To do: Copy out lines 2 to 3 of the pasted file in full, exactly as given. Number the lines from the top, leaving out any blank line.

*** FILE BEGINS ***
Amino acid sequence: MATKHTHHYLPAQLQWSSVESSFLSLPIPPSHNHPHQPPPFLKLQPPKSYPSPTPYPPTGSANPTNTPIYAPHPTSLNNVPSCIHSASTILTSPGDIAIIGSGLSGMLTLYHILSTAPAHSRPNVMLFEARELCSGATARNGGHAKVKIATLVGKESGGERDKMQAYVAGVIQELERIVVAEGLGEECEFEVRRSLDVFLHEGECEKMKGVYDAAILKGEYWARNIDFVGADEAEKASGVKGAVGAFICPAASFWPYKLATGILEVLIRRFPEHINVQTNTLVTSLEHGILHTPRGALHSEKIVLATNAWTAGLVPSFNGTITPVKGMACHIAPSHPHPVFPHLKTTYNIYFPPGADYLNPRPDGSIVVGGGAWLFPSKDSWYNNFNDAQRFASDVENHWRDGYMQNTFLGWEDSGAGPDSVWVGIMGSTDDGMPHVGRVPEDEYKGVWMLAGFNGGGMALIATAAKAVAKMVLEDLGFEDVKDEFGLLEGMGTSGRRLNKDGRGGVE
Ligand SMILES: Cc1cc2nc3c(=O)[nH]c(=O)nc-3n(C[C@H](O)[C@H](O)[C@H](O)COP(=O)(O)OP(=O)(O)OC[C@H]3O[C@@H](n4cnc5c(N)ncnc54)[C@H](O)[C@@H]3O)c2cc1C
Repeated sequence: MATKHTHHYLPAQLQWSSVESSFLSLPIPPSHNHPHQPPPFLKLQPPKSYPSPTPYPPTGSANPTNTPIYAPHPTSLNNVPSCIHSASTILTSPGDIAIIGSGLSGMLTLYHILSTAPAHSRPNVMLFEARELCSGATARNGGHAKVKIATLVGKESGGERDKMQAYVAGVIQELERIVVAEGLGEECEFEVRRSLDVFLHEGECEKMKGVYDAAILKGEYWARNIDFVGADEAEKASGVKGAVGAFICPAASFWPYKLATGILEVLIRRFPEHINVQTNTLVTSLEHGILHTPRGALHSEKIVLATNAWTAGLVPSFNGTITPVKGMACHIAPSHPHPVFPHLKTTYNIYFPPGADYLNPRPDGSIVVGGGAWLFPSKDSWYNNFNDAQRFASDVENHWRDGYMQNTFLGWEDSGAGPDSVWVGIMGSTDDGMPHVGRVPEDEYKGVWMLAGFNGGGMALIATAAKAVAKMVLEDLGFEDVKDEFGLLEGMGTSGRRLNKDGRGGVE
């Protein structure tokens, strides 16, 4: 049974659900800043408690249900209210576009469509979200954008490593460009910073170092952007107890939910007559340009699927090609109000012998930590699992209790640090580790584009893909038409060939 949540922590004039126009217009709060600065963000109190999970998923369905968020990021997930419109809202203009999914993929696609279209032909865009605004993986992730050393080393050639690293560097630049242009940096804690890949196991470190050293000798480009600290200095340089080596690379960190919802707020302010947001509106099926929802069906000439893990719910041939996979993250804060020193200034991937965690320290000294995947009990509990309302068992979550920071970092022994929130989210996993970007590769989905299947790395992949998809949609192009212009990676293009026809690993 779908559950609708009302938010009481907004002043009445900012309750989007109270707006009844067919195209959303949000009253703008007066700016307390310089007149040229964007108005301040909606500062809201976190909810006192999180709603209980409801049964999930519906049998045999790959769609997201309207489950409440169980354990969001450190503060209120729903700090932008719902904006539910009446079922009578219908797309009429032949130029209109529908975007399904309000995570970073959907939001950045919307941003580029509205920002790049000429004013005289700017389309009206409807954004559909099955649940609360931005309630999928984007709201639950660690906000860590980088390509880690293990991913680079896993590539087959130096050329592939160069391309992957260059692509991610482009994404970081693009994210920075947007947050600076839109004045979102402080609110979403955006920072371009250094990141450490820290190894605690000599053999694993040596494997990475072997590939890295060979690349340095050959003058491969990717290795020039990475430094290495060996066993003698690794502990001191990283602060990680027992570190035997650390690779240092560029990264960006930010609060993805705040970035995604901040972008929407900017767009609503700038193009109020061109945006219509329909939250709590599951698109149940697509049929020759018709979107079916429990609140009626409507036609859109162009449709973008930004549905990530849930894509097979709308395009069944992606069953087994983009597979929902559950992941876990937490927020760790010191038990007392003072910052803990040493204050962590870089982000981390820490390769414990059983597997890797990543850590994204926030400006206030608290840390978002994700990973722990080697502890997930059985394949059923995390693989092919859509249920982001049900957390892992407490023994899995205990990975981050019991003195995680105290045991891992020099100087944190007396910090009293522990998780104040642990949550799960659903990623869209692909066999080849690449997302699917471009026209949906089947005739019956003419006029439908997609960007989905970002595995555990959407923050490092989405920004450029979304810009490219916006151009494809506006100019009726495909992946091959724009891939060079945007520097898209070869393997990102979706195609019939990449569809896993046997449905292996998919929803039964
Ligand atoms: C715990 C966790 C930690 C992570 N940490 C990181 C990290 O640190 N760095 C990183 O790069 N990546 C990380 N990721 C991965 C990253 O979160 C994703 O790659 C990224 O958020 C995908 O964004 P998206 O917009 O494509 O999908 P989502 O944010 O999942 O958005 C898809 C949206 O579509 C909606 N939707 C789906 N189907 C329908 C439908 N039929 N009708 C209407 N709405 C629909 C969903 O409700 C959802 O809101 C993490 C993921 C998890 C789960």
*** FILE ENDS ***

Ligand SMILES: Cc1cc2nc3c(=O)[nH]c(=O)nc-3n(C[C@H](O)[C@H](O)[C@H](O)COP(=O)(O)OP(=O)(O)OC[C@H]3O[C@@H](n4cnc5c(N)ncnc54)[C@H](O)[C@@H]3O)c2cc1C
Repeated sequence: MATKHTHHYLPAQLQWSSVESSFLSLPIPPSHNHPHQPPPFLKLQPPKSYPSPTPYPPTGSANPTNTPIYAPHPTSLNNVPSCIHSASTILTSPGDIAIIGSGLSGMLTLYHILSTAPAHSRPNVMLFEARELCSGATARNGGHAKVKIATLVGKESGGERDKMQAYVAGVIQELERIVVAEGLGEECEFEVRRSLDVFLHEGECEKMKGVYDAAILKGEYWARNIDFVGADEAEKASGVKGAVGAFICPAASFWPYKLATGILEVLIRRFPEHINVQTNTLVTSLEHGILHTPRGALHSEKIVLATNAWTAGLVPSFNGTITPVKGMACHIAPSHPHPVFPHLKTTYNIYFPPGADYLNPRPDGSIVVGGGAWLFPSKDSWYNNFNDAQRFASDVENHWRDGYMQNTFLGWEDSGAGPDSVWVGIMGSTDDGMPHVGRVPEDEYKGVWMLAGFNGGGMALIATAAKAVAKMVLEDLGFEDVKDEFGLLEGMGTSGRRLNKDGRGGVE